Following the Calves: Florida calves backgrounded
Two weeks ago, as the country geared up to celebrate our nation’s freedom, I decided to go check on one of my favorite sets of calves.
When we first visited with Ken Griner’s cattle back in May, they were coming off of their mommas to begin their backgrounding debut on the family’s property near Chiefland, Fla.
With two months of independence behind them, the Usher calves today are growthy, bright eyed and full of vigor.
As you may recall from my previous post, this group of youngsters was weaned a bit earlier than Ken and Korey are accustomed to, but what was showcased in size then and maturity now says the calves are right where they should be.
So what’s happened over the past 60 days? In a rancher’s world, that amount of time can mean the difference between a fall blunder and a spring bonus.
First there was rest. Given that these calves had been vaccinated while on the cow, Ken and his crew were able to let them calm down and get acquainted with their new living quarters for a few days before running them through the chutes.
To start things off, every weaned calf was vaccinated with a full stocker protocol followed by a 21 or 28-day revac program, depending on the calf group. They stayed on a medicated starter ration “for a handful of days” simply because they were younger. Then it was a starter ration as well as grass pasture and hay.
“When we’re weaning a bigger calf, we’re not as aggressive with how we feed them,” Ken says, “and we may not put a complete feed in front of them (calves received a 12% protein ration). Here we made sure to because they didn’t weigh 600-650 pounds.”
Ask Ken how the past few months have gone with the summer’s busy schedule of cattlemen’s meetings and putting up silage and he’ll answer with his characteristic candor and certainty.
“They’ve done well,” he begins. “We’ve had some eye problems here and there as far as pink eye,” which can be expected with the time of year and flies. “We use an IGR mineral with fly control and we’ve had excellent success, but this year it seems the flies have had a little more success,” he chuckles. “We have battled them.”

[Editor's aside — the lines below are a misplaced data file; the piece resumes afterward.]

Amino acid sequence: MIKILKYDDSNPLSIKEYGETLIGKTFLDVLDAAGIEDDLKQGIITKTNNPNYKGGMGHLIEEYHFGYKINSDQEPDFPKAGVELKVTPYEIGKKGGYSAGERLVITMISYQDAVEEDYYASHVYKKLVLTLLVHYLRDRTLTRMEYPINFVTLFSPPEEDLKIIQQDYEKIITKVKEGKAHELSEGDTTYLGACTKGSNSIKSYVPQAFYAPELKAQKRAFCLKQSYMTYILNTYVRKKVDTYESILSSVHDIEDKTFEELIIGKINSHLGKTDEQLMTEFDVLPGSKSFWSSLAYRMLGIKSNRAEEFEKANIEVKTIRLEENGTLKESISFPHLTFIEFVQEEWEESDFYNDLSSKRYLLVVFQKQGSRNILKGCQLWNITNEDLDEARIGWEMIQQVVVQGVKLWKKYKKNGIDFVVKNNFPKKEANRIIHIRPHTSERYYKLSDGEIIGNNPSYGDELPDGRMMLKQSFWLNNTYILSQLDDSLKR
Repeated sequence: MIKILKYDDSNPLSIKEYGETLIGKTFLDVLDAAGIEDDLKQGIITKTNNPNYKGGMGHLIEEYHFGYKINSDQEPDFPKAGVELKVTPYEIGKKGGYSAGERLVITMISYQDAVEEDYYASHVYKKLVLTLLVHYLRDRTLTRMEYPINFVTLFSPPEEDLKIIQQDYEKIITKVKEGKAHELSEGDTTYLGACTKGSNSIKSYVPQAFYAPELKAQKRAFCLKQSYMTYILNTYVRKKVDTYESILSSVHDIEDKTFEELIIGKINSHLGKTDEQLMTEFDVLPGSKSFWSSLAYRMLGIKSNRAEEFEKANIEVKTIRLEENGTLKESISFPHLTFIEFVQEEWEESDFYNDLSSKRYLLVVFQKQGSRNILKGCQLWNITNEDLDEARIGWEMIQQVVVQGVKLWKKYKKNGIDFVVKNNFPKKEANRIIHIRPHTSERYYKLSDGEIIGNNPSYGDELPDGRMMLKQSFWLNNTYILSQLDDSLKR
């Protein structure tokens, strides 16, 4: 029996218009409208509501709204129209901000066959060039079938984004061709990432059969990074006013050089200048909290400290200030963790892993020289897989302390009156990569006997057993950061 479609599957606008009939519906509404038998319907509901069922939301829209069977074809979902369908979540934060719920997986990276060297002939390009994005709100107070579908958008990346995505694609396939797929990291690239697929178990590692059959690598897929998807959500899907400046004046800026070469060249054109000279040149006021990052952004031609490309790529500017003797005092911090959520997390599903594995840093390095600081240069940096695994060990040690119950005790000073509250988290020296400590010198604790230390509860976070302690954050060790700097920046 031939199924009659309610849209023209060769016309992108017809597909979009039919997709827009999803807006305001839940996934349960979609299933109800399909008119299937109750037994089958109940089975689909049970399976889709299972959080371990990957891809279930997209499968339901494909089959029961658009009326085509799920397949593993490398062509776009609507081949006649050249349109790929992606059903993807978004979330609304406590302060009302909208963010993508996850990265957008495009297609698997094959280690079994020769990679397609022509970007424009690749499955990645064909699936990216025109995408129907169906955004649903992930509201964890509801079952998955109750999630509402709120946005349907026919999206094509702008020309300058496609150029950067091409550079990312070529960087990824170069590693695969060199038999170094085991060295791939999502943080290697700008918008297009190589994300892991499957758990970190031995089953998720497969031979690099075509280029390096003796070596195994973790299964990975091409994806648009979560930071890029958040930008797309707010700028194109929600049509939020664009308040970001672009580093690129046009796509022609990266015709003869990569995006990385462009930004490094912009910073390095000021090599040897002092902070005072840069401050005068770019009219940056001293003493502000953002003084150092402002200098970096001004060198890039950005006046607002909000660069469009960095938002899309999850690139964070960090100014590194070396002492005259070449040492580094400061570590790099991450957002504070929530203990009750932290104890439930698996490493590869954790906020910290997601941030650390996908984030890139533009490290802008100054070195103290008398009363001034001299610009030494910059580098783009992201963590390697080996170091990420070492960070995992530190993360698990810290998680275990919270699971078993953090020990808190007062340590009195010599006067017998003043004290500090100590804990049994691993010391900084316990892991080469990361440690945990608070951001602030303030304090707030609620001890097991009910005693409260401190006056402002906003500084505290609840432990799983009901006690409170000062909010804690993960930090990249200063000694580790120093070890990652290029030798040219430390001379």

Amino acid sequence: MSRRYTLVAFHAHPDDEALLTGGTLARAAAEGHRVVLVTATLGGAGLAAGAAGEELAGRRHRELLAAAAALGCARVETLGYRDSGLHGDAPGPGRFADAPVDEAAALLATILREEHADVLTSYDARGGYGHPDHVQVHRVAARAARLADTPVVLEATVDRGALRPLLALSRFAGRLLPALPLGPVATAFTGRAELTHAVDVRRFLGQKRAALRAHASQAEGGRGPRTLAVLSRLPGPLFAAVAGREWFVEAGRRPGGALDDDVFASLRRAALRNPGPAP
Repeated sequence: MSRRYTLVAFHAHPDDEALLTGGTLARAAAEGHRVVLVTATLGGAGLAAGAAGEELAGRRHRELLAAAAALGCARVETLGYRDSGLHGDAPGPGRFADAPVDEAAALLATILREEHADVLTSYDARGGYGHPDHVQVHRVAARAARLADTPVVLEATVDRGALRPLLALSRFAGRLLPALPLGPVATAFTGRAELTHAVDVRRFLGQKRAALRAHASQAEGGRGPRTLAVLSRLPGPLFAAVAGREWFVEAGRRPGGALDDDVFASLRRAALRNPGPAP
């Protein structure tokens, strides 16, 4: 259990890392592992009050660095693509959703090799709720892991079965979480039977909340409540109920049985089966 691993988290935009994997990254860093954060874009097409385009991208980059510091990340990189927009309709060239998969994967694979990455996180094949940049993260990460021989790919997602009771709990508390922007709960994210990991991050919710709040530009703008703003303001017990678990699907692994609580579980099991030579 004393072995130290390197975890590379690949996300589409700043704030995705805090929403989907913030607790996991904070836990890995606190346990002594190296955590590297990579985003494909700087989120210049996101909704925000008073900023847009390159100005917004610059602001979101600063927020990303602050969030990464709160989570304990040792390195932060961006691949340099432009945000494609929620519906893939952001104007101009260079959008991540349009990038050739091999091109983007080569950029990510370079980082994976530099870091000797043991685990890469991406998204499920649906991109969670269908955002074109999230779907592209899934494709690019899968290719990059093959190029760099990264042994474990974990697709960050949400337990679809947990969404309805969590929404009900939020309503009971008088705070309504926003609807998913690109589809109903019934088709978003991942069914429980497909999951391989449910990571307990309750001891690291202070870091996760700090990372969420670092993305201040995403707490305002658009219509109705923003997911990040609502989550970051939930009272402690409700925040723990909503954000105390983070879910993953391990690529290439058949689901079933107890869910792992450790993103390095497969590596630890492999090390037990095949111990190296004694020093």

So where are they going? Last time we asked, there was a decision to be made over going to grass in Kansas versus skipping that step entirely and heading straight for the feedyard.
While the cattle haven’t stepped hoof on the cattle hauler just yet, Ken says he’s inclined to “send them on.” To feed that is.
Part of the decision is market driven, he explains.
“In the past we could put that gain on them pretty cheap,” he says. “Right now you can’t put 50 pounds on a calf for nothing. I suspect our cost of gain in the yard will be no higher than it is here. Plus it would delay when they finish, too.”
When they finish may be the main driving force of the entire cattle game.
“It’s an opportunity where we have weaned them early, let’s go ahead and put them in the market early and see how they do this year when they finish. ‘Do we have more cattle? Are all of them gone by April?’”
With keeping heifers separated and health in check, it seems the inevitable departure is the one thing looming.
“They’re ready to go right now. It’s just the matter of us doing the leg work and having time to get them sorted, weighed and sent off.”
But exactly where will they go?
That’s an answer Ken has yet to finalize – one where seasonality holds the trump card.
“Being in the stocker business, a calf you buy in August versus one you buy in October or November, there can be a $150 difference in the value of the same animal, and it’s no different on the other end of these fed cattle,” Ken says.
So we have to go somewhere where they can finish in March and April to try to give that animal every chance to experience it’s genetic potential.”
Interested in where they’ll end up?— be sure to Follow the Calves.
P.S. To read more of our Following the Calves series, follow these links: